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A few years ago Matt and Lynne decided to go on a mission for the Mormon church. Imagine their surprise when they were asked to go to Africa. They decided they were up for the adventure and got on a plane and left their family, their home, and the lifestyle that they knew and headed out at their own expense for two years of a grand adventure.

They were assigned to a “village of 80,000″ in Matt’s terms. Dirt roads, one room huts where entire families live, no sewer system, and every day the women head into the jungle to collect wood and water so the family can live another day.

Oh, did I mention 90% unemployment? Yeah. 90%.

Matt and Lynne rented a house there, one of 15 houses in that town with indoor plumbing. One day their landlord told them he was going to start a business in their front yard and soon a truck came and dumped a huge pile of rocks in the front yard. Matt holds his hands up to indicate the rocks were about the size of his head.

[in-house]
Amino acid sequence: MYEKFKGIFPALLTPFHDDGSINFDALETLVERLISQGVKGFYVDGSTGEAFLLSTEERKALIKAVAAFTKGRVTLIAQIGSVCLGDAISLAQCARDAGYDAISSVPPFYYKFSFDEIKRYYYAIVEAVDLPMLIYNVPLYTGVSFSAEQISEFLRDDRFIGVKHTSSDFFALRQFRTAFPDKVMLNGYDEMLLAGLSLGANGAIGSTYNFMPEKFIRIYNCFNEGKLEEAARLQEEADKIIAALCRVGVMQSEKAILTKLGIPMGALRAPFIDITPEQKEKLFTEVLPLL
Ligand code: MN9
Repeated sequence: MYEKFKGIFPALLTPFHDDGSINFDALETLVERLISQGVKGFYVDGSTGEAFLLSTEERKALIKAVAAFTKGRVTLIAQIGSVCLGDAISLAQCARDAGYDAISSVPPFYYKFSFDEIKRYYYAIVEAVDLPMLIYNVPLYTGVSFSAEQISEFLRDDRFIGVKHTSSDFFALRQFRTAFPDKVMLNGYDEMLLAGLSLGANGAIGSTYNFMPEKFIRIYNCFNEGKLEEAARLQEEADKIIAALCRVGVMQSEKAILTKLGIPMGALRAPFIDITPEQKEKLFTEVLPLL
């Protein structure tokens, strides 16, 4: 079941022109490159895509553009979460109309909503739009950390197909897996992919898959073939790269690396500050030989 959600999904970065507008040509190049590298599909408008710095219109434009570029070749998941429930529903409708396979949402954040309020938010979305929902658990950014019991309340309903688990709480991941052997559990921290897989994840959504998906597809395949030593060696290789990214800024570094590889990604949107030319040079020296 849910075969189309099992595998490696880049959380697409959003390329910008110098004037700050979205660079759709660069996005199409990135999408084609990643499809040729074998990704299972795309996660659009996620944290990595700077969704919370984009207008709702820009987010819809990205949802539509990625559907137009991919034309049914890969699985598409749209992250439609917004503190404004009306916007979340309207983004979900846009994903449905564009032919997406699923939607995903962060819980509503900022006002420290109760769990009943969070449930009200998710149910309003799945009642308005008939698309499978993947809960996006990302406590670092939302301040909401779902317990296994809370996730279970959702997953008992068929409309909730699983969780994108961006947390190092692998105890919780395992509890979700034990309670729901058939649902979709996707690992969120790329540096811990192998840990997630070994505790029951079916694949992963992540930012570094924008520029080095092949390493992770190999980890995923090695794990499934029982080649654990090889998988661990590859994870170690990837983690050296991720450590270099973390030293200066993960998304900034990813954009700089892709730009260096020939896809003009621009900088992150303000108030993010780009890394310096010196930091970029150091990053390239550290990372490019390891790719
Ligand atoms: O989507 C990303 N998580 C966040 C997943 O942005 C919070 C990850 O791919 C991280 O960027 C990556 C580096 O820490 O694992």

Later that week two women showed up with a 5-year old, a newborn, and two hammers. They had no food or water. They sat down on that pile of rocks and started breaking them into gravel – as soon as that pile was all gravel someone would buy the gravel from the landlord to make concrete… and you thought your job was a thankless task.

Matt and Lynne were working at home that day, and as the hours moved on, the “pink, pink, pink” of the hammers striking rocks continued. The child played and tended to the newborn, the women broke rocks into gravel, and Matt and Lynn felt more and more sick with each passing hour about the working conditions of these poor women.